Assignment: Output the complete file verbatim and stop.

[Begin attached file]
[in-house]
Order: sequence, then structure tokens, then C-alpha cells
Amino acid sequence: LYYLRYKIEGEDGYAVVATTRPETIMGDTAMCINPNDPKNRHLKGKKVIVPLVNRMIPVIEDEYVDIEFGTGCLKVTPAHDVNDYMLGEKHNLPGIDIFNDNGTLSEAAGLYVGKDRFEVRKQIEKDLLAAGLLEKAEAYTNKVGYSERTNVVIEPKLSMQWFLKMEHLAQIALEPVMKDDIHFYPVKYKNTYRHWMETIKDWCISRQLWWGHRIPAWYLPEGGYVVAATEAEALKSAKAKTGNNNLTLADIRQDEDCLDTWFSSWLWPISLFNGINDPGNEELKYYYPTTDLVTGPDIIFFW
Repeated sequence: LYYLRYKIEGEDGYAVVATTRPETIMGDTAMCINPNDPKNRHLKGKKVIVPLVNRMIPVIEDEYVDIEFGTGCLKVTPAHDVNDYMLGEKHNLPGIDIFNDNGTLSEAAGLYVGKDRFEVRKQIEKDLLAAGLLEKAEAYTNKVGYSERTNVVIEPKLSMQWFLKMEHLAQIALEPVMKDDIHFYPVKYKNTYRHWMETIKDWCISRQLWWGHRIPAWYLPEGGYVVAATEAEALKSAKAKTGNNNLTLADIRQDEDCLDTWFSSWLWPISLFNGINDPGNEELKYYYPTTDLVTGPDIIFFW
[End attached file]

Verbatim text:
[in-house]
Order: sequence, then structure tokens, then C-alpha cells
Amino acid sequence: LYYLRYKIEGEDGYAVVATTRPETIMGDTAMCINPNDPKNRHLKGKKVIVPLVNRMIPVIEDEYVDIEFGTGCLKVTPAHDVNDYMLGEKHNLPGIDIFNDNGTLSEAAGLYVGKDRFEVRKQIEKDLLAAGLLEKAEAYTNKVGYSERTNVVIEPKLSMQWFLKMEHLAQIALEPVMKDDIHFYPVKYKNTYRHWMETIKDWCISRQLWWGHRIPAWYLPEGGYVVAATEAEALKSAKAKTGNNNLTLADIRQDEDCLDTWFSSWLWPISLFNGINDPGNEELKYYYPTTDLVTGPDIIFFW
Repeated sequence: LYYLRYKIEGEDGYAVVATTRPETIMGDTAMCINPNDPKNRHLKGKKVIVPLVNRMIPVIEDEYVDIEFGTGCLKVTPAHDVNDYMLGEKHNLPGIDIFNDNGTLSEAAGLYVGKDRFEVRKQIEKDLLAAGLLEKAEAYTNKVGYSERTNVVIEPKLSMQWFLKMEHLAQIALEPVMKDDIHFYPVKYKNTYRHWMETIKDWCISRQLWWGHRIPAWYLPEGGYVVAATEAEALKSAKAKTGNNNLTLADIRQDEDCLDTWFSSWLWPISLFNGINDPGNEELKYYYPTTDLVTGPDIIFFW